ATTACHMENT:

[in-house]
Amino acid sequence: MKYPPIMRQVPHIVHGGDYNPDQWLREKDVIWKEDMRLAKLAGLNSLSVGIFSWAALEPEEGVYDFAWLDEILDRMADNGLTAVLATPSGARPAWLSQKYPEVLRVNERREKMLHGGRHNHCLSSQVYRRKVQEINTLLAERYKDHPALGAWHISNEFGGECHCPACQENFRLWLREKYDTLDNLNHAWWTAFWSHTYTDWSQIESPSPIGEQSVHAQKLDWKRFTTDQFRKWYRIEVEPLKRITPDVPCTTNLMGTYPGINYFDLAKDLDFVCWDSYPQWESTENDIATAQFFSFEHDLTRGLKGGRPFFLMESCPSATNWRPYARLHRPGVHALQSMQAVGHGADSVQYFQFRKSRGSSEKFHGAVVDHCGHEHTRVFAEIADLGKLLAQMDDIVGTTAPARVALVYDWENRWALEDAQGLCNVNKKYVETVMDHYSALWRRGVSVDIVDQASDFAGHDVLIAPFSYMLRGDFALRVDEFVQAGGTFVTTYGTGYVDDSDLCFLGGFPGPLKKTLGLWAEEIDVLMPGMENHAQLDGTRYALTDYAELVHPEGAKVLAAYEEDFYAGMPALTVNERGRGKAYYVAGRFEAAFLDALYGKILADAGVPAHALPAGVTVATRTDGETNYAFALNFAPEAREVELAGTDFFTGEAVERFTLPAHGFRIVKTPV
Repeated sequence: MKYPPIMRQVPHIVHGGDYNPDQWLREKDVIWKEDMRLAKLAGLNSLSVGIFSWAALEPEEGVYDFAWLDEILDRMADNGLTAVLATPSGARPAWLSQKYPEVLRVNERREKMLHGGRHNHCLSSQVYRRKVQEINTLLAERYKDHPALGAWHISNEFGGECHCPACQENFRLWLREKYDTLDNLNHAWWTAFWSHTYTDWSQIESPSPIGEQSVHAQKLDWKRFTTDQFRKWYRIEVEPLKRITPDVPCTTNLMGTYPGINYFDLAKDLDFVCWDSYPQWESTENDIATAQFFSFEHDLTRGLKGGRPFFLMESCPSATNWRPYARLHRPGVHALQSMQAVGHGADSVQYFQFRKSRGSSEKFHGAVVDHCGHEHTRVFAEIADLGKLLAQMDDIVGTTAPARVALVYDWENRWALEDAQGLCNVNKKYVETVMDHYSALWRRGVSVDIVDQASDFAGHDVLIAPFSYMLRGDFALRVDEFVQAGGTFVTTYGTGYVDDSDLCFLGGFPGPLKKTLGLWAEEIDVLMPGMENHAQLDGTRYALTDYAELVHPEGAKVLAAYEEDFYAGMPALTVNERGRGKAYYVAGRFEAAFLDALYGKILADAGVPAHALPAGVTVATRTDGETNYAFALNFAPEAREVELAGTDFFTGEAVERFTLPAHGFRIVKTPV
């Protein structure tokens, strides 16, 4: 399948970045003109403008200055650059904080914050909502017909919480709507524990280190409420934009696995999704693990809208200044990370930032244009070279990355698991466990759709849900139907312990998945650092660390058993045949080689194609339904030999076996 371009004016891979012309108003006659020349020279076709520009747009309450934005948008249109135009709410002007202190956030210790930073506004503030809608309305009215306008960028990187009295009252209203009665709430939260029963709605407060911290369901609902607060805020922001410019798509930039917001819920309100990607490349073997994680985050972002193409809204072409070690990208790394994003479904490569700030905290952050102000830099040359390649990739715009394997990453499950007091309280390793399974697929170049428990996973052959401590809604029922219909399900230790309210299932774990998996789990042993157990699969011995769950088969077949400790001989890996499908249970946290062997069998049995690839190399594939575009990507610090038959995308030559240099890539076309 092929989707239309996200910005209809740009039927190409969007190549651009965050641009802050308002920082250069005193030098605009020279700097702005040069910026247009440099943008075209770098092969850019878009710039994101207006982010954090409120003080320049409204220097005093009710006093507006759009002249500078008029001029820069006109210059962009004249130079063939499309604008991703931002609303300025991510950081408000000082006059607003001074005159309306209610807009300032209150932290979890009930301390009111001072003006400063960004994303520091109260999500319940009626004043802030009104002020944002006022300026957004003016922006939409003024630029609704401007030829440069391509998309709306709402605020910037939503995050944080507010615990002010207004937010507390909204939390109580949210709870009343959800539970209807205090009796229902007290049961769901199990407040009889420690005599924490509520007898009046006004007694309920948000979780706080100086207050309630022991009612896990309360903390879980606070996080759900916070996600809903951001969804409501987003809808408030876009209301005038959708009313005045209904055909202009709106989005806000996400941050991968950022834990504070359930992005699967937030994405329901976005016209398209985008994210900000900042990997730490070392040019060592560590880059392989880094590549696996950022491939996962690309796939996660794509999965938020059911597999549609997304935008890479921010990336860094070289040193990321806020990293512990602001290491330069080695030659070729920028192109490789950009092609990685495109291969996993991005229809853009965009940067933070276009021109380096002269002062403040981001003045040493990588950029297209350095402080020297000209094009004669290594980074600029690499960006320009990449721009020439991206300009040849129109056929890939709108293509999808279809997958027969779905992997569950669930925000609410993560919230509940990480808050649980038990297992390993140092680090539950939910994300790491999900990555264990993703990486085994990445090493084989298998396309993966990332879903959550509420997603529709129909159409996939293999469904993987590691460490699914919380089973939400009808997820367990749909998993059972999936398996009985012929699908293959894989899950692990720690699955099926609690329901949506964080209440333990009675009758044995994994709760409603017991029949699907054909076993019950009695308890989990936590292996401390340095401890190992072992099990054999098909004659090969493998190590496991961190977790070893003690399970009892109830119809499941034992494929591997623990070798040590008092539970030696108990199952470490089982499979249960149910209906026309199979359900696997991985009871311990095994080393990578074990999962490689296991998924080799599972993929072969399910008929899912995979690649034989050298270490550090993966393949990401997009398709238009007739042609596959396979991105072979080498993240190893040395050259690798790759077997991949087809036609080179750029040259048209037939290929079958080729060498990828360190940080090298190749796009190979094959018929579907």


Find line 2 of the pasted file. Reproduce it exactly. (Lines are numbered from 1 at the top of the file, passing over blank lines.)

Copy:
Amino acid sequence: MKYPPIMRQVPHIVHGGDYNPDQWLREKDVIWKEDMRLAKLAGLNSLSVGIFSWAALEPEEGVYDFAWLDEILDRMADNGLTAVLATPSGARPAWLSQKYPEVLRVNERREKMLHGGRHNHCLSSQVYRRKVQEINTLLAERYKDHPALGAWHISNEFGGECHCPACQENFRLWLREKYDTLDNLNHAWWTAFWSHTYTDWSQIESPSPIGEQSVHAQKLDWKRFTTDQFRKWYRIEVEPLKRITPDVPCTTNLMGTYPGINYFDLAKDLDFVCWDSYPQWESTENDIATAQFFSFEHDLTRGLKGGRPFFLMESCPSATNWRPYARLHRPGVHALQSMQAVGHGADSVQYFQFRKSRGSSEKFHGAVVDHCGHEHTRVFAEIADLGKLLAQMDDIVGTTAPARVALVYDWENRWALEDAQGLCNVNKKYVETVMDHYSALWRRGVSVDIVDQASDFAGHDVLIAPFSYMLRGDFALRVDEFVQAGGTFVTTYGTGYVDDSDLCFLGGFPGPLKKTLGLWAEEIDVLMPGMENHAQLDGTRYALTDYAELVHPEGAKVLAAYEEDFYAGMPALTVNERGRGKAYYVAGRFEAAFLDALYGKILADAGVPAHALPAGVTVATRTDGETNYAFALNFAPEAREVELAGTDFFTGEAVERFTLPAHGFRIVKTPV